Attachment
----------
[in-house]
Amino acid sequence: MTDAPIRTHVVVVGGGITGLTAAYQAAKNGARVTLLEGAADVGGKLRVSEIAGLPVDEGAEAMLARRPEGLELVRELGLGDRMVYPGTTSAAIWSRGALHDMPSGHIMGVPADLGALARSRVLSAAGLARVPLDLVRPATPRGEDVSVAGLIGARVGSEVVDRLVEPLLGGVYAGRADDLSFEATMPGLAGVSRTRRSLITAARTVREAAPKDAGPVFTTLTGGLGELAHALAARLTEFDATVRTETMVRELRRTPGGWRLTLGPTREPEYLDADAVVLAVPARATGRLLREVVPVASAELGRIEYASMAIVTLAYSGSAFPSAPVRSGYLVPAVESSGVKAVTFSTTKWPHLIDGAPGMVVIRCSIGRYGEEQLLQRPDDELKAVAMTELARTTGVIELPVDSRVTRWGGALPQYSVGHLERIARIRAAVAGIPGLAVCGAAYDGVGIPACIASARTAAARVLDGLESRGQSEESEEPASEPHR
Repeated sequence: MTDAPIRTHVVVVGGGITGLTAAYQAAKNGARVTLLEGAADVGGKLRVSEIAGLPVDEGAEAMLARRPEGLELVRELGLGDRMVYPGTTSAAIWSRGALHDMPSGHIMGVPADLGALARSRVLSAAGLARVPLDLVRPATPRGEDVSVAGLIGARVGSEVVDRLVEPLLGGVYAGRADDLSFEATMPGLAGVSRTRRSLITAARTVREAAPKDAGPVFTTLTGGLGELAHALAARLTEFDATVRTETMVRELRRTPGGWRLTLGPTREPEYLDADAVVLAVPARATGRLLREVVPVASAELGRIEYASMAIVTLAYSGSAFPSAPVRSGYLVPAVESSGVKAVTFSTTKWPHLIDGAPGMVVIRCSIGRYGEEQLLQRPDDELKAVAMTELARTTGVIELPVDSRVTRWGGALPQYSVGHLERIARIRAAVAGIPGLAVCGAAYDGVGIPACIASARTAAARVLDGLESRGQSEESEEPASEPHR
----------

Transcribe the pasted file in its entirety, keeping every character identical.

[in-house]
Amino acid sequence: MTDAPIRTHVVVVGGGITGLTAAYQAAKNGARVTLLEGAADVGGKLRVSEIAGLPVDEGAEAMLARRPEGLELVRELGLGDRMVYPGTTSAAIWSRGALHDMPSGHIMGVPADLGALARSRVLSAAGLARVPLDLVRPATPRGEDVSVAGLIGARVGSEVVDRLVEPLLGGVYAGRADDLSFEATMPGLAGVSRTRRSLITAARTVREAAPKDAGPVFTTLTGGLGELAHALAARLTEFDATVRTETMVRELRRTPGGWRLTLGPTREPEYLDADAVVLAVPARATGRLLREVVPVASAELGRIEYASMAIVTLAYSGSAFPSAPVRSGYLVPAVESSGVKAVTFSTTKWPHLIDGAPGMVVIRCSIGRYGEEQLLQRPDDELKAVAMTELARTTGVIELPVDSRVTRWGGALPQYSVGHLERIARIRAAVAGIPGLAVCGAAYDGVGIPACIASARTAAARVLDGLESRGQSEESEEPASEPHR
Repeated sequence: MTDAPIRTHVVVVGGGITGLTAAYQAAKNGARVTLLEGAADVGGKLRVSEIAGLPVDEGAEAMLARRPEGLELVRELGLGDRMVYPGTTSAAIWSRGALHDMPSGHIMGVPADLGALARSRVLSAAGLARVPLDLVRPATPRGEDVSVAGLIGARVGSEVVDRLVEPLLGGVYAGRADDLSFEATMPGLAGVSRTRRSLITAARTVREAAPKDAGPVFTTLTGGLGELAHALAARLTEFDATVRTETMVRELRRTPGGWRLTLGPTREPEYLDADAVVLAVPARATGRLLREVVPVASAELGRIEYASMAIVTLAYSGSAFPSAPVRSGYLVPAVESSGVKAVTFSTTKWPHLIDGAPGMVVIRCSIGRYGEEQLLQRPDDELKAVAMTELARTTGVIELPVDSRVTRWGGALPQYSVGHLERIARIRAAVAGIPGLAVCGAAYDGVGIPACIASARTAAARVLDGLESRGQSEESEEPASEPHR